Moralizing at 8am.  I probably have something better to do, like get ready for the day.

tofu on the radio

A long time ago, I volunteered at Outermost Community Radio, WOMR-FM, in Provincetown.  My friend Kathy Shorr gave me her show, Monday First Light, and I rose at dawn, dragged a bunch of LP’s to the station, and played music from 6am-9am. I was very, very happy. Then, Denya LeVine suggested we do a show called Veggie Bites.  Or was it Veggie Bits?  Denya and I produced, wrote, and directed three minute segments on food.  Among other things, I learned how to splice together tape, a skill that probably has gone the way of, well, vinyl records.

One of our features was on tofu.  It was Denya who taught me to press tofu, to take a cutting board, balance it on the block of tofu, then weigh that down with a five-pound jar of beans.  Every time I press tofu, I think of Denya.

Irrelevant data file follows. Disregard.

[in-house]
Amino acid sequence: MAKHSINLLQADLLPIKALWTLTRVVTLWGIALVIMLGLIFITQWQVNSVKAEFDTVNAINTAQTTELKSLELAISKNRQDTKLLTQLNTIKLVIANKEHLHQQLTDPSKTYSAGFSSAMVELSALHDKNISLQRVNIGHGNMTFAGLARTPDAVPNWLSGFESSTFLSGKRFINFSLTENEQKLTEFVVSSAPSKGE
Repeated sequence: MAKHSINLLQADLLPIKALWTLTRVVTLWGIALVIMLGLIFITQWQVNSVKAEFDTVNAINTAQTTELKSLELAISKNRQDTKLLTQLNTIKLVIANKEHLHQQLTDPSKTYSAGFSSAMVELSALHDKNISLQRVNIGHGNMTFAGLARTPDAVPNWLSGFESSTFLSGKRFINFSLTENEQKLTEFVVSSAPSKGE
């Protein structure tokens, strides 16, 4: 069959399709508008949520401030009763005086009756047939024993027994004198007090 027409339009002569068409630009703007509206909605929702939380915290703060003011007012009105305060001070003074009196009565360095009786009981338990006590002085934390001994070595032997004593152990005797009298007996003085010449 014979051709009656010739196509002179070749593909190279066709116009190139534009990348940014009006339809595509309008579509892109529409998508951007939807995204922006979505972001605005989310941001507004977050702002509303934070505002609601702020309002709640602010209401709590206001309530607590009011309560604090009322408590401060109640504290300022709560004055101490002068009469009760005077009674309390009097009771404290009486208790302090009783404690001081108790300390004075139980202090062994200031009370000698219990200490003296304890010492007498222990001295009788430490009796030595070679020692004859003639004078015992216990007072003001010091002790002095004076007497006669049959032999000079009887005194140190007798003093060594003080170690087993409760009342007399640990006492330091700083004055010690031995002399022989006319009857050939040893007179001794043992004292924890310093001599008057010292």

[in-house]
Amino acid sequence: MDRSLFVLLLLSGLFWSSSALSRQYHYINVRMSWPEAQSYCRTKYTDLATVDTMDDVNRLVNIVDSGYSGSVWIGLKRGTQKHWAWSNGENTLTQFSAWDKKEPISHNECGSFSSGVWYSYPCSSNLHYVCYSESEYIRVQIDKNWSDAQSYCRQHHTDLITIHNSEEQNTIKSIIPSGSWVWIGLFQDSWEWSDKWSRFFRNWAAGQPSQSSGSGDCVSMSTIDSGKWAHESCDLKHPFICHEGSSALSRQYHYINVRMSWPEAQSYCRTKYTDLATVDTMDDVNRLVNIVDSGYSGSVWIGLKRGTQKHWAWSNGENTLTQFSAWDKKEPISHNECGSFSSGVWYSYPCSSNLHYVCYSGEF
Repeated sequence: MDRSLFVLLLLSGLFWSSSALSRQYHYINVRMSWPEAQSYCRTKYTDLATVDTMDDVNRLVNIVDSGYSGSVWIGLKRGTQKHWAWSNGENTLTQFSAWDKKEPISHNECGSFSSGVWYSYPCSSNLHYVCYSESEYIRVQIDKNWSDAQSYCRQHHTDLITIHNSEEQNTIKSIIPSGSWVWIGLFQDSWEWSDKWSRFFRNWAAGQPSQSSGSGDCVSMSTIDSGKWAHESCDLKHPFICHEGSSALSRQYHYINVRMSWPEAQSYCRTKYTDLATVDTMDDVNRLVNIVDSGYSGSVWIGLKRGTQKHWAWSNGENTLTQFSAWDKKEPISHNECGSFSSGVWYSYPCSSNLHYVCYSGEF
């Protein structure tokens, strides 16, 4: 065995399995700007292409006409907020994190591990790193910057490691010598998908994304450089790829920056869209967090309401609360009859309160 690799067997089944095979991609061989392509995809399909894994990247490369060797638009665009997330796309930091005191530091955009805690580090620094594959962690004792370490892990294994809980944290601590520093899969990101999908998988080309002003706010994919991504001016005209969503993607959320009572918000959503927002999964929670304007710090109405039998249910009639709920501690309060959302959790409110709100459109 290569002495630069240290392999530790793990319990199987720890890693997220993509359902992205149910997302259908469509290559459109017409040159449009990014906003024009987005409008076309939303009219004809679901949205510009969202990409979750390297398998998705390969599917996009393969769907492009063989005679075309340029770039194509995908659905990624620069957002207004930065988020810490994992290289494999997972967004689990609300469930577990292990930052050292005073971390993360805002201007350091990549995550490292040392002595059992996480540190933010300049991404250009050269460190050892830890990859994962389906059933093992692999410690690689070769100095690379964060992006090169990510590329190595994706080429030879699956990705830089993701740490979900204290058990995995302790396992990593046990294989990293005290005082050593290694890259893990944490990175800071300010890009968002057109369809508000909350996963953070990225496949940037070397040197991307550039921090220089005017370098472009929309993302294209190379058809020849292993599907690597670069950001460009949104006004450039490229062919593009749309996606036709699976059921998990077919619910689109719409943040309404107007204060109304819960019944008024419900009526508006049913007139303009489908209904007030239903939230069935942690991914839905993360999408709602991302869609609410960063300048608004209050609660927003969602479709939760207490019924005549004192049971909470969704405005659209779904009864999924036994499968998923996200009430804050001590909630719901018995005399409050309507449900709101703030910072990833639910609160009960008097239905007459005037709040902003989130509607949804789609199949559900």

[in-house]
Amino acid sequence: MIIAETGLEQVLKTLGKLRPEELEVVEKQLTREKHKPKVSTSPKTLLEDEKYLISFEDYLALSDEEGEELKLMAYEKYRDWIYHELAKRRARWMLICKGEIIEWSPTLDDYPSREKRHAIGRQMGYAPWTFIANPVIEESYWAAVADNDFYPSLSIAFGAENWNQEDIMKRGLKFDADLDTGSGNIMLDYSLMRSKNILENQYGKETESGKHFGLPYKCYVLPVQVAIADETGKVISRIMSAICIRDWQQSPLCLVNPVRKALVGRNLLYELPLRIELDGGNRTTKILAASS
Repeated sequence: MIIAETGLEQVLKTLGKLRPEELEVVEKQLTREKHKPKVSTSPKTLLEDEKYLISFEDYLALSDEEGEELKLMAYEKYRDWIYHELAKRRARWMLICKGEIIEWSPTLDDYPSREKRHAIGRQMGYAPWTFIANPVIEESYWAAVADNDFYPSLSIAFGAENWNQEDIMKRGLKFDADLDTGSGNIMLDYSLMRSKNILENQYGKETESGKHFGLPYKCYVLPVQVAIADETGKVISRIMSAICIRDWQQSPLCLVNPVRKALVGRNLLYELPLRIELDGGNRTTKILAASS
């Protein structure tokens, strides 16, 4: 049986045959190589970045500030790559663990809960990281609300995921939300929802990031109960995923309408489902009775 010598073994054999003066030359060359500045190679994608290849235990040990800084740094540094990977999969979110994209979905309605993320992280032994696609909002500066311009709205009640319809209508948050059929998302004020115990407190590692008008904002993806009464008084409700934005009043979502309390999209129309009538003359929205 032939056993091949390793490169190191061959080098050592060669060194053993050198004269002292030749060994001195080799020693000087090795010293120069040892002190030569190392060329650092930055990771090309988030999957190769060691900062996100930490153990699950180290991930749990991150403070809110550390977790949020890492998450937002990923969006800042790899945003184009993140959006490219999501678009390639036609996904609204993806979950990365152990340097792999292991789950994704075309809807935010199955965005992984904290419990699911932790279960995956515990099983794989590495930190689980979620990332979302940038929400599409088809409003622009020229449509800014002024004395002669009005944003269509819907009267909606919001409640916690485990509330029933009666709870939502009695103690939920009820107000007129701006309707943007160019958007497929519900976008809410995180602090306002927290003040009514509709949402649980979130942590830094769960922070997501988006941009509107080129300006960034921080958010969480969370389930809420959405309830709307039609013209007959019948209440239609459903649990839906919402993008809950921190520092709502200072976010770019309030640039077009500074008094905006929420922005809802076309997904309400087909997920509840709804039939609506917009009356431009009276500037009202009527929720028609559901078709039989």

These days, the recipes I see for tofu don’t call for pressing.  Why is that?  Does anyone know?

The best tofu dish I ever had was served when I was a guest of my student John Parbst and his wife out in Long Island.  John made this tofu barbeque that was amazing.

The best tofu dish I’ve made comes straight out of Annie Sommerville’s Fields of Green cookbook, p.273.  She credits it to Tassajara.  It involves ginger, garlic, and soy.  I leave out the dry mustard–never a staple on my cupboard–and I’m sure I must leave out the sake (I haven’t made this in years) but the result, properly marinated, is utterly delicious.